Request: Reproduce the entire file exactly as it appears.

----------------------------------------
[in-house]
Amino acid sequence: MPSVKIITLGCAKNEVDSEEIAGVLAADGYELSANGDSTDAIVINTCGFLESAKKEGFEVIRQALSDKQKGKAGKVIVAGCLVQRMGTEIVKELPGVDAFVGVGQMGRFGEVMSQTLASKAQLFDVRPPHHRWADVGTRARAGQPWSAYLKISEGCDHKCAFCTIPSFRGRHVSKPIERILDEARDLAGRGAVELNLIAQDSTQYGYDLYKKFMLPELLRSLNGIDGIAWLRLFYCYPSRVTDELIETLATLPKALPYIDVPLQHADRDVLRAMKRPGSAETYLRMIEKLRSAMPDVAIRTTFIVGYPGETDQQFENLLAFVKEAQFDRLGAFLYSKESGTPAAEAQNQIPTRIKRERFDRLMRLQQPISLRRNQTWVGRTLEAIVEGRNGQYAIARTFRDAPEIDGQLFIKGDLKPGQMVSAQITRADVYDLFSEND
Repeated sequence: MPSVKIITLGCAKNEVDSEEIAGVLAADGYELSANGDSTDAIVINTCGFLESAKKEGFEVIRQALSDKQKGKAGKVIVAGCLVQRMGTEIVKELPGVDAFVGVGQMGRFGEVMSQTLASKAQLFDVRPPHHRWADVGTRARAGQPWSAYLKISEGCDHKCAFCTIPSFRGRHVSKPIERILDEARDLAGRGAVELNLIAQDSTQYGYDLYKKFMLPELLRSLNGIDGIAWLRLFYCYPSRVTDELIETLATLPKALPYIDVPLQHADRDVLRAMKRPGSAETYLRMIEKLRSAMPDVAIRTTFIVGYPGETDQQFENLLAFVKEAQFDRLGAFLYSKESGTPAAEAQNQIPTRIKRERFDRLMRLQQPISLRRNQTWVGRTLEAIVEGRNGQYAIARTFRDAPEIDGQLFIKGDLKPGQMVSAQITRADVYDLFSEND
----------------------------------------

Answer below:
[in-house]
Amino acid sequence: MPSVKIITLGCAKNEVDSEEIAGVLAADGYELSANGDSTDAIVINTCGFLESAKKEGFEVIRQALSDKQKGKAGKVIVAGCLVQRMGTEIVKELPGVDAFVGVGQMGRFGEVMSQTLASKAQLFDVRPPHHRWADVGTRARAGQPWSAYLKISEGCDHKCAFCTIPSFRGRHVSKPIERILDEARDLAGRGAVELNLIAQDSTQYGYDLYKKFMLPELLRSLNGIDGIAWLRLFYCYPSRVTDELIETLATLPKALPYIDVPLQHADRDVLRAMKRPGSAETYLRMIEKLRSAMPDVAIRTTFIVGYPGETDQQFENLLAFVKEAQFDRLGAFLYSKESGTPAAEAQNQIPTRIKRERFDRLMRLQQPISLRRNQTWVGRTLEAIVEGRNGQYAIARTFRDAPEIDGQLFIKGDLKPGQMVSAQITRADVYDLFSEND
Repeated sequence: MPSVKIITLGCAKNEVDSEEIAGVLAADGYELSANGDSTDAIVINTCGFLESAKKEGFEVIRQALSDKQKGKAGKVIVAGCLVQRMGTEIVKELPGVDAFVGVGQMGRFGEVMSQTLASKAQLFDVRPPHHRWADVGTRARAGQPWSAYLKISEGCDHKCAFCTIPSFRGRHVSKPIERILDEARDLAGRGAVELNLIAQDSTQYGYDLYKKFMLPELLRSLNGIDGIAWLRLFYCYPSRVTDELIETLATLPKALPYIDVPLQHADRDVLRAMKRPGSAETYLRMIEKLRSAMPDVAIRTTFIVGYPGETDQQFENLLAFVKEAQFDRLGAFLYSKESGTPAAEAQNQIPTRIKRERFDRLMRLQQPISLRRNQTWVGRTLEAIVEGRNGQYAIARTFRDAPEIDGQLFIKGDLKPGQMVSAQITRADVYDLFSEND